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Gerry Anderson: From showbands to the airwaves

Gerry Anderson during his showband boys

Gerry Anderson during his showband boys

As a young guitarist in the 1960s Gerry Anderson broke onto the Manchester music scene, where he worked the clubs.

Tours of the UK and abroad followed with the showband, The Chessmen, and later on, while living in Canada, he joined a band called Ronnie Hawkins and the Hawks.

However he later returned to Londonderry, where he was born in 1944, and studied for a degree in sociology and social anthropology and then a postgraduate diploma in education. Dabbling in community journalism, a teaching career beckoned but it was broadcasting which claimed him.

He presented his first programme on BBC Radio Foyle in 1985 and soon his popular mid-morning programme was broadcast on BBC Radio Ulster and Foyle every weekday morning.

He went on to forge a successful career on both radio and television, winning Radio Academy Awards and Royal Television Society Awards. In 2005, he became the first Northern Ireland broadcaster to be inducted into the Radio Academy Hall of Fame.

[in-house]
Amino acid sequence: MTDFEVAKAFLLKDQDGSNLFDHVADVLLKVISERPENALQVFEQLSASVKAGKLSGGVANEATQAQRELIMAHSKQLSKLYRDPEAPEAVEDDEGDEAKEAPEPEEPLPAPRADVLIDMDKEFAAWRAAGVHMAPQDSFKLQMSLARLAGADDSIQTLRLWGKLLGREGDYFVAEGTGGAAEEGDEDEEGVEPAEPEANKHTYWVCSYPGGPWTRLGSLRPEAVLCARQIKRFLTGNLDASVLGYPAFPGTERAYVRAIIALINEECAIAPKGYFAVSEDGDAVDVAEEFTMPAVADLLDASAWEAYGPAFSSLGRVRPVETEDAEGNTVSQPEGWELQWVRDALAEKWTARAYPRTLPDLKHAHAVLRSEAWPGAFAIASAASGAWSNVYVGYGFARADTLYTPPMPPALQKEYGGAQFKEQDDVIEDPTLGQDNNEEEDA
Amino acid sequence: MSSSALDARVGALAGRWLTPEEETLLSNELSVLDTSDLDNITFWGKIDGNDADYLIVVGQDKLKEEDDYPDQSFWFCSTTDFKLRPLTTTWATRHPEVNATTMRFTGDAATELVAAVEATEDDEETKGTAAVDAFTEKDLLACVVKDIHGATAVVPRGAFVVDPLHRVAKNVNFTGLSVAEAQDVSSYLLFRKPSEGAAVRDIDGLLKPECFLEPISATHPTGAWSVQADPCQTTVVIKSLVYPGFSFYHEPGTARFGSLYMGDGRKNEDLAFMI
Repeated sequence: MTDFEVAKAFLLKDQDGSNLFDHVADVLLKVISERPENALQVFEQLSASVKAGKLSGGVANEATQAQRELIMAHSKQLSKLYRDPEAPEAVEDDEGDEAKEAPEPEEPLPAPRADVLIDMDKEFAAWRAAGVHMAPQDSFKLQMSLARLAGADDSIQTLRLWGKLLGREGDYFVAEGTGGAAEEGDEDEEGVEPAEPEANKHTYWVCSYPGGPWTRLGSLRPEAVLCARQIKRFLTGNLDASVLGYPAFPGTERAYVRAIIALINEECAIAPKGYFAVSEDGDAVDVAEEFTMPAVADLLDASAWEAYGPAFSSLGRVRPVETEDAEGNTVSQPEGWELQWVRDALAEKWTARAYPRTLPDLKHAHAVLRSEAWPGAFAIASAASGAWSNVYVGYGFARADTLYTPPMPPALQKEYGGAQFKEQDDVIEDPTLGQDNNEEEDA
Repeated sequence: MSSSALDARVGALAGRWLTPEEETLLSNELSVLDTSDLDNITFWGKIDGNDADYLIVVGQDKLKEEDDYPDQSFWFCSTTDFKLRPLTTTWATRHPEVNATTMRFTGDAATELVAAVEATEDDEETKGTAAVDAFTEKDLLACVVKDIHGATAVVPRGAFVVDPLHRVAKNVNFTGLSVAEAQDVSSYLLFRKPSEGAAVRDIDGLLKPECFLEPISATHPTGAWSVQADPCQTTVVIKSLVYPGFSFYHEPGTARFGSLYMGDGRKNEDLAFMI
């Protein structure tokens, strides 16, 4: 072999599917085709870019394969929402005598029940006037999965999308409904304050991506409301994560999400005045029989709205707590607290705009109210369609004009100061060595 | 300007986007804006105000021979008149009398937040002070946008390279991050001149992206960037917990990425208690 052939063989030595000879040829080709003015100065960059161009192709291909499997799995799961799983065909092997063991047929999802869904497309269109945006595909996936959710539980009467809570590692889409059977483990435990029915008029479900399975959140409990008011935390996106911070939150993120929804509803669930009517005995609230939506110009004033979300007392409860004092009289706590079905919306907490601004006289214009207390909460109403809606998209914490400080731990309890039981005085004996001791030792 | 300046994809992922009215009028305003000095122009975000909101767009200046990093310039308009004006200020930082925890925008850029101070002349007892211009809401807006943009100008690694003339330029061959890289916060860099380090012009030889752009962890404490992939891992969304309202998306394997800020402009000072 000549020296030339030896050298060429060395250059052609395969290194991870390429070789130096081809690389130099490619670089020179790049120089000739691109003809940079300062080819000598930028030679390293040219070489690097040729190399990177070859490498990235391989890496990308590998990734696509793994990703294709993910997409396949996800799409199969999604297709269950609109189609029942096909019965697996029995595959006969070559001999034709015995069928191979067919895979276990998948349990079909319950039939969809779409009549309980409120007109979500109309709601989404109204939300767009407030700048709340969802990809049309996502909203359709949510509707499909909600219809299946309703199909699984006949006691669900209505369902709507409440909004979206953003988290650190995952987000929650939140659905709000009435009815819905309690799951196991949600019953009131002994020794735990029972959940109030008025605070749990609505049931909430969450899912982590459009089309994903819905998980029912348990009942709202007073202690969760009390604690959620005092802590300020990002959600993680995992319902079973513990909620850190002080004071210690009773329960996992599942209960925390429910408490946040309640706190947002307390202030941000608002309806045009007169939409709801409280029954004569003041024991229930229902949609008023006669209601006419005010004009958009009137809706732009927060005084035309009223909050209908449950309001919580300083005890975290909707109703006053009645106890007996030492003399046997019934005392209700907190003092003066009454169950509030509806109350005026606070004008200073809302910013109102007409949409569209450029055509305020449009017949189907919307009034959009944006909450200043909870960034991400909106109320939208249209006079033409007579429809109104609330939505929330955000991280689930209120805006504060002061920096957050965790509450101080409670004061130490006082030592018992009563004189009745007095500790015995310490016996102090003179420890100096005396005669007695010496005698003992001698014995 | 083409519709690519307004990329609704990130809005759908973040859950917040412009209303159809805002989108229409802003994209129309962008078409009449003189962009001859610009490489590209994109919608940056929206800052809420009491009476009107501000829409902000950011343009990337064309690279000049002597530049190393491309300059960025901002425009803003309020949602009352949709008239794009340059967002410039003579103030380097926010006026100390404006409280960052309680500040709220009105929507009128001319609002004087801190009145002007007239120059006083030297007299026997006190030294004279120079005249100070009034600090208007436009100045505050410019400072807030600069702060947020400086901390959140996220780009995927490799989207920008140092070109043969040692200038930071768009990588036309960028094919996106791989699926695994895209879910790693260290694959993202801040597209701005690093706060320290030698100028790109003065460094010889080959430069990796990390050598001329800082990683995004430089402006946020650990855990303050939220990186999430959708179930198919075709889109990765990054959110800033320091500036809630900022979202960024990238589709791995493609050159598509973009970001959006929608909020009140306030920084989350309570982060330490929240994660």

In 1994 he also presented his own network radio programme on BBC Radio 4. He returned to Northern Ireland soon after but later continued to make documentaries for Radio 4.

As well as presenting his own television chat show in the early 1990s, he headed up other many other memorable television programmes.

In 2006, he became a clay model for the animated television series “On The Air”.

Around this time veteran News Letter journalist Billy Kennedy worked closely with Gerry for a BBC television programme series on the Ulster-Scots diaspora in America, which Gerry presented.

“Gerry was fascinated by the contribution which 18th/19th century Ulster-Scots’ folk made in the making of America, on the frontier lands, and he gleaned quite a bit from my books on the heroism and daring exploits of these daring people,” Billy said.

“He travelled regularly to the American back country and loved the stories of the Ulster emigrants heading down the Great Wagon Road; the tales of the Old West and the cowboy and the native American Indian people.”

In 2012 Gerry was struck down by ill-health.

As he told the Derry Journal in November 2013: “It’s been quite a complicated time. I’ve undergone a number of operations and it’s involved a long recovery process.”

 

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